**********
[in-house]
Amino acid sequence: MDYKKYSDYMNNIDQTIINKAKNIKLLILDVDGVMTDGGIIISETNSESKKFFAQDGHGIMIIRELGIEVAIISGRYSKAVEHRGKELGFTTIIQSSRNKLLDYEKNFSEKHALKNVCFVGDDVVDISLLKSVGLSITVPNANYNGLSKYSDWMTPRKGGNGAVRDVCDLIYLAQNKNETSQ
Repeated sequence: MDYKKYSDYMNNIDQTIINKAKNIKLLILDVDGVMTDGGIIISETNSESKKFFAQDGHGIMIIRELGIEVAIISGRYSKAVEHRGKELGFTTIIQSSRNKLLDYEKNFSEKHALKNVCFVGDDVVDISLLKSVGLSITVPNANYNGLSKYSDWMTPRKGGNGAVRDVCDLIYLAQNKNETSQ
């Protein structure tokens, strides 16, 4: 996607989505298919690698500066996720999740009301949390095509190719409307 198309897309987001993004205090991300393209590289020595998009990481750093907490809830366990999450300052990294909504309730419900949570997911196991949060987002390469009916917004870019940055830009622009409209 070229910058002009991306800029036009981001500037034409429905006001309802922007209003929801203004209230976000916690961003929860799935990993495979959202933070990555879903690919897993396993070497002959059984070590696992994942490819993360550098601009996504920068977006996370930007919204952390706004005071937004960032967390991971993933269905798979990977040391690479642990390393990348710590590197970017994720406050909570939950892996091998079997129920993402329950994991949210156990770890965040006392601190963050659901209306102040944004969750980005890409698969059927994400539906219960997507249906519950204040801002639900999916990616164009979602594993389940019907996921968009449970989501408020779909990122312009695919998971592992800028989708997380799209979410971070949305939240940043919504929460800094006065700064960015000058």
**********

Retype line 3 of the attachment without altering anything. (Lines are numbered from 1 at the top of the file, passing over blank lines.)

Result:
Repeated sequence: MDYKKYSDYMNNIDQTIINKAKNIKLLILDVDGVMTDGGIIISETNSESKKFFAQDGHGIMIIRELGIEVAIISGRYSKAVEHRGKELGFTTIIQSSRNKLLDYEKNFSEKHALKNVCFVGDDVVDISLLKSVGLSITVPNANYNGLSKYSDWMTPRKGGNGAVRDVCDLIYLAQNKNETSQ